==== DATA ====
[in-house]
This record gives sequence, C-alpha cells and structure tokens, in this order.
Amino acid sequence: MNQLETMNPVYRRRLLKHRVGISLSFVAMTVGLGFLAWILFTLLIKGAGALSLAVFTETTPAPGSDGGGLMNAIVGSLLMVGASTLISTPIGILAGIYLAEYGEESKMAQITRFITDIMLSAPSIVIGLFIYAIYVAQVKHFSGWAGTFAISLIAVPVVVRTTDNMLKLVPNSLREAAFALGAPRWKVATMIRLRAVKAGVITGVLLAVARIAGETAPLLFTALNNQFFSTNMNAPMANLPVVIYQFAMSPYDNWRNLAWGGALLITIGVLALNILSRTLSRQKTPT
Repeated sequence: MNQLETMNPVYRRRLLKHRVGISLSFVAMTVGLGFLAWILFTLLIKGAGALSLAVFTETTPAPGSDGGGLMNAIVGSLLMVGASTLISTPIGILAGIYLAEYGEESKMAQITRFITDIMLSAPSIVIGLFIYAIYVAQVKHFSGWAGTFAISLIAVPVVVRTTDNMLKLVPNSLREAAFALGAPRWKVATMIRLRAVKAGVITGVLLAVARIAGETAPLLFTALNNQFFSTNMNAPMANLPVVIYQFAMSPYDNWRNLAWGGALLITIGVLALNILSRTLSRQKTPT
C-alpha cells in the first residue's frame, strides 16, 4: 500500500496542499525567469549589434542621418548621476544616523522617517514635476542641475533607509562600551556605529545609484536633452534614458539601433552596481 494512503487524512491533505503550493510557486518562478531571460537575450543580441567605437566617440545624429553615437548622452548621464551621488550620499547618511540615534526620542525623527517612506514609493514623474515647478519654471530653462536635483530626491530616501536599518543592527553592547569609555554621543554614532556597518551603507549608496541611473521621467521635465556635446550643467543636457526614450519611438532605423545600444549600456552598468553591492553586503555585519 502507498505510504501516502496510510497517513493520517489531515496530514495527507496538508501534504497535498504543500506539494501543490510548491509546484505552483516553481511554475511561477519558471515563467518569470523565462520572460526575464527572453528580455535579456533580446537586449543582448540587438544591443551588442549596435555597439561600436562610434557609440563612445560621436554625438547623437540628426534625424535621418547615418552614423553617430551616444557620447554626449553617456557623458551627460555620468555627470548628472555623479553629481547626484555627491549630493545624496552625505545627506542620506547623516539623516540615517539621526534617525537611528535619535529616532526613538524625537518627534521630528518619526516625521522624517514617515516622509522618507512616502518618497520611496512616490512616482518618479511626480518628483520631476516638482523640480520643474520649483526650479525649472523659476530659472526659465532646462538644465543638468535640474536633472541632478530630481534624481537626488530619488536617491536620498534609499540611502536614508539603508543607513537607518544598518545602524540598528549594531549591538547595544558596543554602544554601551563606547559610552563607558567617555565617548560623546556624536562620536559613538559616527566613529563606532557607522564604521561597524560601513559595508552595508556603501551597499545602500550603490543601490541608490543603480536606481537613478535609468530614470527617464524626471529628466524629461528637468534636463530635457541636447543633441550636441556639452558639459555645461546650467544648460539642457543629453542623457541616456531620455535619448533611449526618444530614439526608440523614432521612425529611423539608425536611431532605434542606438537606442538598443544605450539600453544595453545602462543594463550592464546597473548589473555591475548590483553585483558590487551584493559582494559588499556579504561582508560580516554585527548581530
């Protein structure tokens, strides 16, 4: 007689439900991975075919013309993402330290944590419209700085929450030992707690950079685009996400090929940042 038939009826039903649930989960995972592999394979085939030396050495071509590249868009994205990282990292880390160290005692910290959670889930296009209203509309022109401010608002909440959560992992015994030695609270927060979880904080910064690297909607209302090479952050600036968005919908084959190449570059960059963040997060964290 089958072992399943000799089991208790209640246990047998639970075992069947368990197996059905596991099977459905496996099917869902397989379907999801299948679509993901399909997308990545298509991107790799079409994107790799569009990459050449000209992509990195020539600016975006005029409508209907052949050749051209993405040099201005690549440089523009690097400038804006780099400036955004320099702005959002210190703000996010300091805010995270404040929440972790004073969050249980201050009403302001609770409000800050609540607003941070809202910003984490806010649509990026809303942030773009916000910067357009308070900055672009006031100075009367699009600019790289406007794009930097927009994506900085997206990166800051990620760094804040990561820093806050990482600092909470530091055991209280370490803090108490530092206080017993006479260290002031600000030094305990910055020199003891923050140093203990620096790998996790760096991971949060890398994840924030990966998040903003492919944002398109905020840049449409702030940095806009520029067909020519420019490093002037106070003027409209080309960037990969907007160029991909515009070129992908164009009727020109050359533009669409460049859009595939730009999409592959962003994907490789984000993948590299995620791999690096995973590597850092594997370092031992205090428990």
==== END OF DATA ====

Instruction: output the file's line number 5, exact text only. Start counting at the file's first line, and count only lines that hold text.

C-alpha cells in the first residue's frame, strides 16, 4: 500500500496542499525567469549589434542621418548621476544616523522617517514635476542641475533607509562600551556605529545609484536633452534614458539601433552596481 494512503487524512491533505503550493510557486518562478531571460537575450543580441567605437566617440545624429553615437548622452548621464551621488550620499547618511540615534526620542525623527517612506514609493514623474515647478519654471530653462536635483530626491530616501536599518543592527553592547569609555554621543554614532556597518551603507549608496541611473521621467521635465556635446550643467543636457526614450519611438532605423545600444549600456552598468553591492553586503555585519 502507498505510504501516502496510510497517513493520517489531515496530514495527507496538508501534504497535498504543500506539494501543490510548491509546484505552483516553481511554475511561477519558471515563467518569470523565462520572460526575464527572453528580455535579456533580446537586449543582448540587438544591443551588442549596435555597439561600436562610434557609440563612445560621436554625438547623437540628426534625424535621418547615418552614423553617430551616444557620447554626449553617456557623458551627460555620468555627470548628472555623479553629481547626484555627491549630493545624496552625505545627506542620506547623516539623516540615517539621526534617525537611528535619535529616532526613538524625537518627534521630528518619526516625521522624517514617515516622509522618507512616502518618497520611496512616490512616482518618479511626480518628483520631476516638482523640480520643474520649483526650479525649472523659476530659472526659465532646462538644465543638468535640474536633472541632478530630481534624481537626488530619488536617491536620498534609499540611502536614508539603508543607513537607518544598518545602524540598528549594531549591538547595544558596543554602544554601551563606547559610552563607558567617555565617548560623546556624536562620536559613538559616527566613529563606532557607522564604521561597524560601513559595508552595508556603501551597499545602500550603490543601490541608490543603480536606481537613478535609468530614470527617464524626471529628466524629461528637468534636463530635457541636447543633441550636441556639452558639459555645461546650467544648460539642457543629453542623457541616456531620455535619448533611449526618444530614439526608440523614432521612425529611423539608425536611431532605434542606438537606442538598443544605450539600453544595453545602462543594463550592464546597473548589473555591475548590483553585483558590487551584493559582494559588499556579504561582508560580516554585527548581530